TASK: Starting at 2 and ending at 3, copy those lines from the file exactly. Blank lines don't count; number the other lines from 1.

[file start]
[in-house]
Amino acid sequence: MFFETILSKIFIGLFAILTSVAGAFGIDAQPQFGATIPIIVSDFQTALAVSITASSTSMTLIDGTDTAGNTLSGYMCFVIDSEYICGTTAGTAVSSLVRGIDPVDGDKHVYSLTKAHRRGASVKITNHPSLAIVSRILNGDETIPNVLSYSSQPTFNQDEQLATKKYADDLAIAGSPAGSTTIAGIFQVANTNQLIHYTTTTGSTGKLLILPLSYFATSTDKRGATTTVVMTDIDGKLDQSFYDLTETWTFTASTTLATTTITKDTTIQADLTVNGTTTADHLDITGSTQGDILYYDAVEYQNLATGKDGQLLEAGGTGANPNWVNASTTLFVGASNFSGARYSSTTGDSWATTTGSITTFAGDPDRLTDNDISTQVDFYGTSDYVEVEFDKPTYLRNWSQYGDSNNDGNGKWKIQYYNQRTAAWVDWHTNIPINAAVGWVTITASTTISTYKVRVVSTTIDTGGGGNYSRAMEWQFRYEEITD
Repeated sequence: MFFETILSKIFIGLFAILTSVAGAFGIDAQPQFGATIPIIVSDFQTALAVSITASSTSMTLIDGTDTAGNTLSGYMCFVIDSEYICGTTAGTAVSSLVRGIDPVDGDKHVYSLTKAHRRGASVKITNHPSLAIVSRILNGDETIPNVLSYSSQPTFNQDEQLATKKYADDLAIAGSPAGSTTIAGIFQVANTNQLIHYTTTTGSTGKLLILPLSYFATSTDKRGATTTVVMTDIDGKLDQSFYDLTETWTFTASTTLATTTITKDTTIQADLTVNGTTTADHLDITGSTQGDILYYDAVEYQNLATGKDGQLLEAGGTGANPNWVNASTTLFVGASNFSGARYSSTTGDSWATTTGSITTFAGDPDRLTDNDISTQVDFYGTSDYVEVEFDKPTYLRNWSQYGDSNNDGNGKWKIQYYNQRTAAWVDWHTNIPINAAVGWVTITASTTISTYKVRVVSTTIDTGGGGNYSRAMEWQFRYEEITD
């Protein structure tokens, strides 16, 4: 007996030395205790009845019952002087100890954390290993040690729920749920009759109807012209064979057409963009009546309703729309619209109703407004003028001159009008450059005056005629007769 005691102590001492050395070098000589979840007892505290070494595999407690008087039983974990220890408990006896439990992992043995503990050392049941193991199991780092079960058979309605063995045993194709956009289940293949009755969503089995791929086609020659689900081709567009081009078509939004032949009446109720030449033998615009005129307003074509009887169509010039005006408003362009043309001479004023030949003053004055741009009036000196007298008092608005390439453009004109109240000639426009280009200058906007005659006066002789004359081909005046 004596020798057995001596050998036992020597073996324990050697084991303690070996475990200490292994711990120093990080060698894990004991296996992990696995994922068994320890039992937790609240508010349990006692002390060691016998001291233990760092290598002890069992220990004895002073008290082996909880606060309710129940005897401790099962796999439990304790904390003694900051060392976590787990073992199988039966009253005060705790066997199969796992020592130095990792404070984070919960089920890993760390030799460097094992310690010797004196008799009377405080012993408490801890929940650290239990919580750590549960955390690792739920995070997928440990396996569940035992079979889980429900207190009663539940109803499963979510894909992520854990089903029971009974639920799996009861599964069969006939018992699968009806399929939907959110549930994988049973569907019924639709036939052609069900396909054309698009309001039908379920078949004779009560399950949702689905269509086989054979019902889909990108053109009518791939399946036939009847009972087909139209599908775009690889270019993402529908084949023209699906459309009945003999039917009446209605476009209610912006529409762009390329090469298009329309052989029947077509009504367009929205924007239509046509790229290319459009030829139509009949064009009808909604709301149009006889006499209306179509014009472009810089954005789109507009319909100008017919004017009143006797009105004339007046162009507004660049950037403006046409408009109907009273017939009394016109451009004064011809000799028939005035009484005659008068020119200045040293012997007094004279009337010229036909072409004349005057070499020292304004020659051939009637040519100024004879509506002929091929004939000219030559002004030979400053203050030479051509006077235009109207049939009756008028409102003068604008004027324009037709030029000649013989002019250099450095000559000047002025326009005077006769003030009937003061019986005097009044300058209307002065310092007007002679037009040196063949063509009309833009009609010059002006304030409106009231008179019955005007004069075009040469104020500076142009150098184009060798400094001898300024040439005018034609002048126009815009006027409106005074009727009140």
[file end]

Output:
Amino acid sequence: MFFETILSKIFIGLFAILTSVAGAFGIDAQPQFGATIPIIVSDFQTALAVSITASSTSMTLIDGTDTAGNTLSGYMCFVIDSEYICGTTAGTAVSSLVRGIDPVDGDKHVYSLTKAHRRGASVKITNHPSLAIVSRILNGDETIPNVLSYSSQPTFNQDEQLATKKYADDLAIAGSPAGSTTIAGIFQVANTNQLIHYTTTTGSTGKLLILPLSYFATSTDKRGATTTVVMTDIDGKLDQSFYDLTETWTFTASTTLATTTITKDTTIQADLTVNGTTTADHLDITGSTQGDILYYDAVEYQNLATGKDGQLLEAGGTGANPNWVNASTTLFVGASNFSGARYSSTTGDSWATTTGSITTFAGDPDRLTDNDISTQVDFYGTSDYVEVEFDKPTYLRNWSQYGDSNNDGNGKWKIQYYNQRTAAWVDWHTNIPINAAVGWVTITASTTISTYKVRVVSTTIDTGGGGNYSRAMEWQFRYEEITD
Repeated sequence: MFFETILSKIFIGLFAILTSVAGAFGIDAQPQFGATIPIIVSDFQTALAVSITASSTSMTLIDGTDTAGNTLSGYMCFVIDSEYICGTTAGTAVSSLVRGIDPVDGDKHVYSLTKAHRRGASVKITNHPSLAIVSRILNGDETIPNVLSYSSQPTFNQDEQLATKKYADDLAIAGSPAGSTTIAGIFQVANTNQLIHYTTTTGSTGKLLILPLSYFATSTDKRGATTTVVMTDIDGKLDQSFYDLTETWTFTASTTLATTTITKDTTIQADLTVNGTTTADHLDITGSTQGDILYYDAVEYQNLATGKDGQLLEAGGTGANPNWVNASTTLFVGASNFSGARYSSTTGDSWATTTGSITTFAGDPDRLTDNDISTQVDFYGTSDYVEVEFDKPTYLRNWSQYGDSNNDGNGKWKIQYYNQRTAAWVDWHTNIPINAAVGWVTITASTTISTYKVRVVSTTIDTGGGGNYSRAMEWQFRYEEITD